This one may end up being a continuation of our last meeting on free will, since I suppose sin implies freedom to choose, regardless of whether the sin is driven by internal weakness or external (e.g, Satanic) force(s). For me, I’m interested not in the sinner but in he/she who is sinned against. Sin is a failure to live up to whose standards: A deity’s, one’s own, or society’s? The articles below address this, especially the one from the NYT — although it requires a free sign-up to access. Also, try the one from USA Today. It’s light and breezy but interesting.
Of course, I’m not going to lecture on sin. I’m too pure. But, maybe I’ll take two minutes to list a few different ways of thinking about the topic, which might help us in the beginning.
FYI, I will be out of town next Thursday, October 14 for our meeting on the relationship of cooperation and competition. Does anyone want to moderate that one?
LINKS — [UPDATE: See next post, below, for more]
- The meaning of “sin” is changing – Away from its traditional Christian theological meaning towards a more generic moral definition.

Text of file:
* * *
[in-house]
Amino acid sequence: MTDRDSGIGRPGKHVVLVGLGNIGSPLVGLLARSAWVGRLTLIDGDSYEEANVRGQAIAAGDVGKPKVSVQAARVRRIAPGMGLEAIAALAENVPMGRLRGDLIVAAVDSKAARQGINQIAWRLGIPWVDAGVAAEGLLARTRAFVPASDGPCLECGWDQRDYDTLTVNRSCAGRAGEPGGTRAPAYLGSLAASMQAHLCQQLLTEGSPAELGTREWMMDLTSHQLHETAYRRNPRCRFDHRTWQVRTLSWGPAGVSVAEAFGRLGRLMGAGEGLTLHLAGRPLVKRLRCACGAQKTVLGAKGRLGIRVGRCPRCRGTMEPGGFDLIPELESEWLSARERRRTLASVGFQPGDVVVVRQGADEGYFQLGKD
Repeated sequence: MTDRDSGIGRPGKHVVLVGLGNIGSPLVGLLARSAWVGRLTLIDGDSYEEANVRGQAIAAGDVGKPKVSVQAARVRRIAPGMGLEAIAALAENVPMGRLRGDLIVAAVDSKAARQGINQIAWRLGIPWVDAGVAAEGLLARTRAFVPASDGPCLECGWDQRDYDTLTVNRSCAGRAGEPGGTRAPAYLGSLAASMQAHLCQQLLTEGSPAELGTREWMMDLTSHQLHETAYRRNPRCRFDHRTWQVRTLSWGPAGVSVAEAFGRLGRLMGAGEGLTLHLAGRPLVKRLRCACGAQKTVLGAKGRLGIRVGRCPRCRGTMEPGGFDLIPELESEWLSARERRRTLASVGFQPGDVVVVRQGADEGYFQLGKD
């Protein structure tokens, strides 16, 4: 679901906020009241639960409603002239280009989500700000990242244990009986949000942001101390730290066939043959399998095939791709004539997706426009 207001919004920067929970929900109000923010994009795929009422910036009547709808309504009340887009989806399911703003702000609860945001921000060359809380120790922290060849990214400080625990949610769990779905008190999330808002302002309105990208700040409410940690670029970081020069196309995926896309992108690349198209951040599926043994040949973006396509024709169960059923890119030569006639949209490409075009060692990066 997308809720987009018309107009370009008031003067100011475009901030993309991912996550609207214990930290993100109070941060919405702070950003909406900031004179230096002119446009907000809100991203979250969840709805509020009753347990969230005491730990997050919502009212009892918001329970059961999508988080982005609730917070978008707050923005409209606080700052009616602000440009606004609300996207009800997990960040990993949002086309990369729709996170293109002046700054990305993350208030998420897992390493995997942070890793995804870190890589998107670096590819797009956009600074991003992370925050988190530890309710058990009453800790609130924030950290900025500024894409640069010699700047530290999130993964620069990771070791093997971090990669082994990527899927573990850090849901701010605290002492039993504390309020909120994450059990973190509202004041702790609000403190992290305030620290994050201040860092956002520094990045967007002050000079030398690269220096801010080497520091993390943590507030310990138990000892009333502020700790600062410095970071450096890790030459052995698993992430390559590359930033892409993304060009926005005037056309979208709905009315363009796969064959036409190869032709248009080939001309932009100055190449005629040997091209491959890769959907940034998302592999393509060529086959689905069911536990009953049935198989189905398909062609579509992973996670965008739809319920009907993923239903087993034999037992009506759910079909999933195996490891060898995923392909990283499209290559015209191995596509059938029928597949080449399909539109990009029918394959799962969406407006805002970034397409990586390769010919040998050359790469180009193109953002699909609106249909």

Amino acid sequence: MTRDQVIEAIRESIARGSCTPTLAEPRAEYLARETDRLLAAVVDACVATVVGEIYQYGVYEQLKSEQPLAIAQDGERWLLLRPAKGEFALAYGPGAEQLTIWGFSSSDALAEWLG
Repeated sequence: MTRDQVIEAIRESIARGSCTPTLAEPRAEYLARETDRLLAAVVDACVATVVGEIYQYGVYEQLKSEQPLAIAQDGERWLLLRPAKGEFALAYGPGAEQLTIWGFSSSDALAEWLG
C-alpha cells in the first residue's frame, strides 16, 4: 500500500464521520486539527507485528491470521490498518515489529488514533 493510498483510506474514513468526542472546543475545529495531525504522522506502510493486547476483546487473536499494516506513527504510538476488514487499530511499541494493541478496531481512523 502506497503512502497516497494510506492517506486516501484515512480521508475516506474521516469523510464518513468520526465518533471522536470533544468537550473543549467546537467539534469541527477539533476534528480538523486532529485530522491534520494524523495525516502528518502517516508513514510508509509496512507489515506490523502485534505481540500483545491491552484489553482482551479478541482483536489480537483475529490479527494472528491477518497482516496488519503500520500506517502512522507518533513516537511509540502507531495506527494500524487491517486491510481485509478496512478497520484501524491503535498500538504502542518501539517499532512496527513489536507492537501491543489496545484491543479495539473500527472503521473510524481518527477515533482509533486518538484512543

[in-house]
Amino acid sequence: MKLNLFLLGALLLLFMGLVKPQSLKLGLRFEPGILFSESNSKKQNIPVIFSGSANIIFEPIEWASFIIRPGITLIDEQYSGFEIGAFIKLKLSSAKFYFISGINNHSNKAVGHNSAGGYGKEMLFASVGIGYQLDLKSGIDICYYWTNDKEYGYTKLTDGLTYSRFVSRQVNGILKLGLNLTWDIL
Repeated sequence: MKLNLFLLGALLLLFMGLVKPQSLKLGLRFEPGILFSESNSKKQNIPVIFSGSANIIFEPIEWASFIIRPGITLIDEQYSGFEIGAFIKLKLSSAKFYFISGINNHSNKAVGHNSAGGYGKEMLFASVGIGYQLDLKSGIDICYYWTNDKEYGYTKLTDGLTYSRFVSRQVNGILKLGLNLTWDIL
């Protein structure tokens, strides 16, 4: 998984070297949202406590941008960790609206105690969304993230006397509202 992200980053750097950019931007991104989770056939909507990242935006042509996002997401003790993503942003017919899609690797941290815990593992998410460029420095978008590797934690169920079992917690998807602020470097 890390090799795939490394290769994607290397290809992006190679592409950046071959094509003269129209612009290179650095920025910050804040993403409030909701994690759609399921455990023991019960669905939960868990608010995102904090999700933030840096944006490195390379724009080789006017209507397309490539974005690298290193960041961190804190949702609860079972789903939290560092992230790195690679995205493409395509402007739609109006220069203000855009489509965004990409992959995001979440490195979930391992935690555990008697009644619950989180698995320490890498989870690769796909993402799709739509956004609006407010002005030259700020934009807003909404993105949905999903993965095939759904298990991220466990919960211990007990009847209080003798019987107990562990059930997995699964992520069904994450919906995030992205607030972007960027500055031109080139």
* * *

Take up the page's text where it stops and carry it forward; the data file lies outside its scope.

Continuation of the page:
- Catholics’ view of sin is becoming less individual-centered and more social-centered, and the Vatican is not pleased. An excerpt (NYT):
Norms encoded hundreds of years ago to guide human behavior in a small-scale agrarian society could not account for a globalized postindustrial information economy. Polluting the environment, drug trafficking, performing genetic manipulations or causing social inequities, new sinful behaviors mentioned by Msgr. Gianfranco Girotti, regent of the Vatican Penitentiary, are arguably more relevant to many contemporary Catholics than contraception. “If yesterday sin had a rather individualistic dimension, today it has a value and resonance that is above all social, because of the great phenomenon of globalization.”
- The notion of sin is even more difficult to define now that many Americans practice elements of different religions simultaneously, as this new poll shows.
- Still, the notion of sin still drives many Americans’ notions of key public issues, notably homosexuality and gay rights. About 55% of Americans say that homosexuality is a sin, including 64% of Catholics, 79% of black Protestants, and almost 90% of committed White evangelicals. Only 30% of us say it is not a sin. On the bright side, three-quarters of Americans believe that racism is a sin. How many of them recognize their own racism is, of course, another question.
See you there.